Editor’s note: Reprinted from the August 2021 issue of GCU Magazine. To read the digital version, click here.
By Mike Kilen
Brittany Fleck studied forensic science not just because she loved TV episodes of “CSI,” though of course she did.
“I like using science to be able to bring closure for people through their darkest or saddest times, whether it’s a murder or losing a child or another devastating scenario,” she said.
Fleck graduated with a bachelor’s degree in forensic science from Grand Canyon University in April but wanted to take another educational step in the field, which applies science to law.
That’s where Dr. Melissa Beddow came in. The Associate Professor of Forensic Science had heard from colleagues around the country that an online master’s degree program in forensic science was needed – with an important twist.
“Other programs are either on ground and very hands on, or they are online and not hands-on. We are combining the best of both worlds,” said Beddow.
She went to Dr. Bina Vanmali, Assistant Dean of Sciences in the College of Science, Engineering and Technology.
“One of the challenges in wrestling with this program was how we create not just another degree program, where you get a bunch of content knowledge but you don’t know how that actually works in a real-life setting,” Vanmali said. “We needed to create those experiences.”
The result is what Beddow and Vanmali believe is the first online master’s program in the country that incorporates remote lab work. It began Aug. 26.
GCU created its Master of Science in Forensic Science by partnering with Carolina Biological, a company that worked with GCU to design kits that allow students to do lab work at home.
For example, for an advanced DNA analysis course, students will get slides with dried fluids on them and, using dyes, be able to analyze them under a compound microscope also issued to students – to keep.
Another lab will include comparing fibers with chemical tests, and much more.
“We also have simulation labs where they can process crime scenes and do color spot testing on drugs, those things that are too big or impossible to send home due to safety reasons,” Beddow said.
For each lab, GCU faculty has created detailed procedures to do step-by-step lab work, and students are required to produce their work with photographs or written results, depending on the lab.
“We are known for producing highly skilled undergraduates, and there are a lot of people in the industry who are really excited about this program coming online,” Beddow said.
Beddow helped design the course with advice from an advisory board of experts from multiple states and agencies.
Forensic scientists work in crime labs and use DNA testing, firearms analysis, forensic psychology, chemical testing, drug and biological fluid analysis – any number of areas that help solve a criminal or civil case.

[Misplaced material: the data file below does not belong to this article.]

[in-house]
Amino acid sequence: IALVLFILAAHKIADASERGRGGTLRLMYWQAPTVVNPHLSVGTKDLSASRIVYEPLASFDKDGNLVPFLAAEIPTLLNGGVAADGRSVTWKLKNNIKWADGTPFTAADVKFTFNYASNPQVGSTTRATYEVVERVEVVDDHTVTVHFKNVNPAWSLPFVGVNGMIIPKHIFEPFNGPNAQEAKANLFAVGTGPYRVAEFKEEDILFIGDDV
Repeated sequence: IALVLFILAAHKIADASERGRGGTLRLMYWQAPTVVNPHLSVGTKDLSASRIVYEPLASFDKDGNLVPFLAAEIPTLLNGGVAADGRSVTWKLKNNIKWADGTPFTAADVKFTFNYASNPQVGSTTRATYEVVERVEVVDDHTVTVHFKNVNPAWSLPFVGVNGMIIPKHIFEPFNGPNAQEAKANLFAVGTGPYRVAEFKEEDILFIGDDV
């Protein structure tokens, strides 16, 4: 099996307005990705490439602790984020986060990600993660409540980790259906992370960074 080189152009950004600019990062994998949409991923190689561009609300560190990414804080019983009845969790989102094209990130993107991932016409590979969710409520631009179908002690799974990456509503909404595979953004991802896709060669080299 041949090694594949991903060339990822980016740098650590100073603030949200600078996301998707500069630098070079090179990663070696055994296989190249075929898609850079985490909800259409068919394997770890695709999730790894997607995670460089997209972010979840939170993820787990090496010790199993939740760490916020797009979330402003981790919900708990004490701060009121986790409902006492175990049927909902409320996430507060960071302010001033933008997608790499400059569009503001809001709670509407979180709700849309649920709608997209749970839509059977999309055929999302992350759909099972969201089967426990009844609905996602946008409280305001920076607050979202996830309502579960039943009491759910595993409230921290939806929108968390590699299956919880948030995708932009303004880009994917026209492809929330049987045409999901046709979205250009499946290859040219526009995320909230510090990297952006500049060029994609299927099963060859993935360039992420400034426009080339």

The field is growing. Forensic science technicians have a projected job growth rate of 14% from 2019 to 2029, according to the Bureau of Labor Statistics.
Fleck was lured to GCU because of forensic science, spurred on by a high school field trip to campus that demonstrated what students learned.
She always wanted to help people, she said, and found this avenue of science did so. She went from a self-proclaimed shy student to the president of a student club called the Forensic Science Society.
Now, she is enrolled to begin her study for a graduate degree at GCU.
“The thing that really stood out to me about this master’s program is the aspect of being able to practice more in-depth what I learned in my bachelor’s,” she said. “The master’s delves into more specifics. I want to be able to say I am an expert.”
The program not only will give undergraduates their next step in their education, it’s beneficial for working professionals already in the field who hope an advanced degree will lead to promotions.
The expansion of online education during the pandemic opened eyes to new possibilities, though science courses face hurdles with their emphasis on hands-on study.
Vanmali said GCU has cleared that hurdle with this program. Students will learn immediately applicable knowledge.
And it may inspire other online science programs.
“What we don’t want to do – and this is important – is create a degree in name but it doesn’t give them any practical application,” Vanmali said. “GCU prides itself on creating degrees where students who graduate are ready to start working immediately. We want to make sure when we put a program online that it holds true to that value.”
She said the new forensic science graduate program will be a great service nationally. “It is because of Melissa Beddow’s tireless efforts that we are going to get there this fall.”
Fleck can’t wait. For one thing, she’s excited to learn more about presenting evidence in a courtroom – and continuing at a university she has come to love.
“Being part of the GCU community and knowing everybody in it, this was meant to be,” she said.
Grand Canyon University senior writer Mike Kilen can be reached at [email protected] or at 602-639-6764.
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